Married for state purposes. Same-sex couples who reside in states that didn't previously allow same-sex marriages can now marry. Same-sex couples who were married in states that allowed such unions but moved to states that didn't recognize same-sex marriages are now married for state purposes.
RIA observation: Married same-sex couples who were not allowed to file returns as married individuals in the state where they currently reside should consider whether it is advantageous to file an amended state tax return for open years. Although the tax regimes of each state are beyond the scope of this article, there are a number of significant provisions common to all. These include, among other things:
- Filing status: Filing a joint return may, but won't necessarily, result in lower taxes.
- Deductions: The decision to itemize deductions or claim the standard deduction is made as a marital unit.
- Tax credits: Many tax credits phase out when income reaches a certain threshold; married taxpayers could be eligible for credits that they weren't before, or conversely, ineligible for credits that they could receive before.
In addition, in states that impose estate and gift taxes (or inheritance taxes), many have favorable provisions for transfers to or involving a spouse similar to the federal rules, such as a marital deduction or the ability to make split gifts.
Domestic partners and civil unions. A unique problem may arise for same-sex couples who are in a state-sanctioned domestic partnership or civil union or similar arrangement. Presumably, with all states now required to license same-sex marriages, there is a likelihood that in many (if not all) cases, these marriage âsubstitutesâ may eventually fade away. If that's the case, such same-sex individuals may have to choose if they want to be married for federal tax purposes â a consideration that needs to take into account many factors.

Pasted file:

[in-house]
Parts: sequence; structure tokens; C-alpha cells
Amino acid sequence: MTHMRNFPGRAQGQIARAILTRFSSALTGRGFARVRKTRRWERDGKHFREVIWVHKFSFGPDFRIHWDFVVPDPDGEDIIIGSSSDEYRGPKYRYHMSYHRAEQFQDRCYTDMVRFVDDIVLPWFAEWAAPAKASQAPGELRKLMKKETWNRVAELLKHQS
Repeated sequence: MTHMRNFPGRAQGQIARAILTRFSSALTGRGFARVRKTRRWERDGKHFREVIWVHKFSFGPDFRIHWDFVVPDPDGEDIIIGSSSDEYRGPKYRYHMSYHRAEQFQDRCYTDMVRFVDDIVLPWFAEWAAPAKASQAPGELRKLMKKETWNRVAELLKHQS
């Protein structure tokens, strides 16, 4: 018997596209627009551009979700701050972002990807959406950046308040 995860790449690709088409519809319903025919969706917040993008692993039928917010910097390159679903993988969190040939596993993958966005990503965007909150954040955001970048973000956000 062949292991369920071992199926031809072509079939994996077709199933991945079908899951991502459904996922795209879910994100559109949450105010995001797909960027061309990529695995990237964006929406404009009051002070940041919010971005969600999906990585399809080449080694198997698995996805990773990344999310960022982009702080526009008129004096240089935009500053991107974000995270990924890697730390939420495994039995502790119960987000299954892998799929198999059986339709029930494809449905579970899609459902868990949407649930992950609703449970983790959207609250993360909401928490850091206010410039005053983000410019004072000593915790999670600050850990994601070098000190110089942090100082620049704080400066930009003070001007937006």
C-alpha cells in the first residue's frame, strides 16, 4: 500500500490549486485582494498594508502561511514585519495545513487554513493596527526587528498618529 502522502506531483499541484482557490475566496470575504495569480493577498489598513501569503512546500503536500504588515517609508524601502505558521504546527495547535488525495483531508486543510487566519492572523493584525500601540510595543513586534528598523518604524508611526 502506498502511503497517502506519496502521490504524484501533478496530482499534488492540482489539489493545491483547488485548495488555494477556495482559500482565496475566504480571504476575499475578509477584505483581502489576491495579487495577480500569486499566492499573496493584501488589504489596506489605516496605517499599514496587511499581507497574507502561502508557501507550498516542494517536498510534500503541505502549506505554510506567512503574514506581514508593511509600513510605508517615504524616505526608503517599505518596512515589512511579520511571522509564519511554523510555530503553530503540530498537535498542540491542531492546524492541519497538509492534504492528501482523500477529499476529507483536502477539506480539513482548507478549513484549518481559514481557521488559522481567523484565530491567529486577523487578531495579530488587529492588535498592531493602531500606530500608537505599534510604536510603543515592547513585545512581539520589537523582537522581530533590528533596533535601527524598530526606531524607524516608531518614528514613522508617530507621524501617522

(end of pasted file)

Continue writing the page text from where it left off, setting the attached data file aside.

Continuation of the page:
Tax-exempt status. Justice Roberts, in his dissenting opinion, noted that hard questions arise when people of faith exercise religion in ways that may be seen to conflict with the new right to same-sex marriage. Echoing a theme from oral arguments in this case, he cited as an example a religious college that provides married student housing only to opposite-sex married couples, or a religious adoption agency that declines to place children with same-sex married couples.
In Bob Jones University v. Simon, et al, the Supreme Court upheld the denial of tax-exempt status to a private university with racially discriminatory admissions policies. In oral arguments, the solicitor general candidly acknowledged that the tax exemptions of some religious institutions would be in question if they opposed same-sex marriage. Justice Roberts opined that â[t]here is little doubt that these and similar questions will soon be before this court.â
About the author:
Tom Long is a managing editor/author for Thomson Reuters Checkpoint.